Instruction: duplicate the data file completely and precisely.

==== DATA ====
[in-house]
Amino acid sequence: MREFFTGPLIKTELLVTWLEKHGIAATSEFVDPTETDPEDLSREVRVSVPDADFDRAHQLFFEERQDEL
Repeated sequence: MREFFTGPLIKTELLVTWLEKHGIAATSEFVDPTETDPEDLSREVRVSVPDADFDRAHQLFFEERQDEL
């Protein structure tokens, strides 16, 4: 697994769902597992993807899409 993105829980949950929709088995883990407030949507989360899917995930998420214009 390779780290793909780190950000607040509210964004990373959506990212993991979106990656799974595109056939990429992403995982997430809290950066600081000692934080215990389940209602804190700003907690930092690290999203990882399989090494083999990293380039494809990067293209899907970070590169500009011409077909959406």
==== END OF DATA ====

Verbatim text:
[in-house]
Amino acid sequence: MREFFTGPLIKTELLVTWLEKHGIAATSEFVDPTETDPEDLSREVRVSVPDADFDRAHQLFFEERQDEL
Repeated sequence: MREFFTGPLIKTELLVTWLEKHGIAATSEFVDPTETDPEDLSREVRVSVPDADFDRAHQLFFEERQDEL
């Protein structure tokens, strides 16, 4: 697994769902597992993807899409 993105829980949950929709088995883990407030949507989360899917995930998420214009 390779780290793909780190950000607040509210964004990373959506990212993991979106990656799974595109056939990429992403995982997430809290950066600081000692934080215990389940209602804190700003907690930092690290999203990882399989090494083999990293380039494809990067293209899907970070590169500009011409077909959406």